Russian Prime Minister Vladimir Putin, who is a presidential candidate
this time, has promised to continue liberal reforms in the country if
elected president on Sunday.
In an interview with six foreign newspapers on Friday, Putin added that he
is still unsure if he wanted to remain in the Kremlin beyond 2018.
Putin talked to the editors-in-chief of France's Le Monde,
Britain's The Times, Italy's La Repubblica, Germany's Handelsblatt,
Canada's The Globe and Mail and Japan's Asahi Shimbun
newspaper in his Novo-Ogaryovo residence near Moscow.
Asked if he was going to "tighten the screws" on Russia's opposition if he
returned to the Kremlin, Putin said: "Where do these fears come from? We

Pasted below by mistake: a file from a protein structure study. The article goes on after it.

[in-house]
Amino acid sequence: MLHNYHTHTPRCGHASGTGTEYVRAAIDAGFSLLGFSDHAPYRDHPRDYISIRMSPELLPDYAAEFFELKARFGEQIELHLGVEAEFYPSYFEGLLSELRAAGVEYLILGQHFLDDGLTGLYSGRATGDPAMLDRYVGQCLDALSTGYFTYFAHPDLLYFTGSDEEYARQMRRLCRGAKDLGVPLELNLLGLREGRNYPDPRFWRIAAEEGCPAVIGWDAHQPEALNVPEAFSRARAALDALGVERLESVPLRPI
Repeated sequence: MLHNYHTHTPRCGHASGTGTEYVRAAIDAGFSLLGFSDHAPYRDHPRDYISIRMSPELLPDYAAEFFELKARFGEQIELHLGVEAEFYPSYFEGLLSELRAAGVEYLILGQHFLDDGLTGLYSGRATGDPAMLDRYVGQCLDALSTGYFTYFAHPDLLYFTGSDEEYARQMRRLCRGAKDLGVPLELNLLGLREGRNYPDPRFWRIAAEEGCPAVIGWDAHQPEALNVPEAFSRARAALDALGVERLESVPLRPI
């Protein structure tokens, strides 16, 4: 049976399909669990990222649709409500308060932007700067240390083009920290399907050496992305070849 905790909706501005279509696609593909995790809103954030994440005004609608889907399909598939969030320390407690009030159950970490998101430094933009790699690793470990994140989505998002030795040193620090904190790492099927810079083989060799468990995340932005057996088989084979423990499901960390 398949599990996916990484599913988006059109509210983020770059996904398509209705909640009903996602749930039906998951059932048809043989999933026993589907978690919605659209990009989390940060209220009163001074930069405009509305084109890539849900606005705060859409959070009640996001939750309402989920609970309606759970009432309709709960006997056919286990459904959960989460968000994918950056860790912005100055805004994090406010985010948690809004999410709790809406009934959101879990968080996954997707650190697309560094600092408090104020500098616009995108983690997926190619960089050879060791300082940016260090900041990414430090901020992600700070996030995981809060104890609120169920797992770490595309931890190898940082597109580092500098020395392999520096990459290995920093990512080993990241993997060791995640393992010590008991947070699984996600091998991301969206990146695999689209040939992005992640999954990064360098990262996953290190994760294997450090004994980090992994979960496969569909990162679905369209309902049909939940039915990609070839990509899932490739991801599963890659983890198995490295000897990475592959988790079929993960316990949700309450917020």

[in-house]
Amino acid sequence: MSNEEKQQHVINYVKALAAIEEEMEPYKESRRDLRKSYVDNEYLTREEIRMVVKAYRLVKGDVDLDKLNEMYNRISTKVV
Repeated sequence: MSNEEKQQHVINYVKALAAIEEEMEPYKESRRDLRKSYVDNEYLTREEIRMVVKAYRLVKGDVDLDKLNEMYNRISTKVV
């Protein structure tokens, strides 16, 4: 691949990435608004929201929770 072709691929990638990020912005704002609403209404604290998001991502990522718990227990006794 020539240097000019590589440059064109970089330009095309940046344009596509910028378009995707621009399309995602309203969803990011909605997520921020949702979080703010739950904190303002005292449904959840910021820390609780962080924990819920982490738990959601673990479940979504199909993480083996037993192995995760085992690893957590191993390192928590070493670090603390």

are not planning anything like this. We are doing just the opposite. Our
proposals are aimed at launching dialogue with everybody, both with our
supporters and critics."
Outgoing President Dmitry Medvedev "has just introduced an entire package
of laws to parliament which would liberalise our political system," he
said, adding that continuing those reforms will be the duty of the next
Putin also confirmed his plans to appoint Medvedev as prime minister
should he win the March 4 vote.
"The offer to Medvedev to head the government is explained by the fact
that he himself has initiated a range of positive processes, both in our
economy and in the political sphere, designed to strengthen democracy in
the country," he said.
Last September, Putin and Medvedev announced their plans to swap jobs
after Medvedev's presidential term expires in 2012.
Putin said the plans were agreed four years ago when he picked Medvedev as
his successor on the presidential post.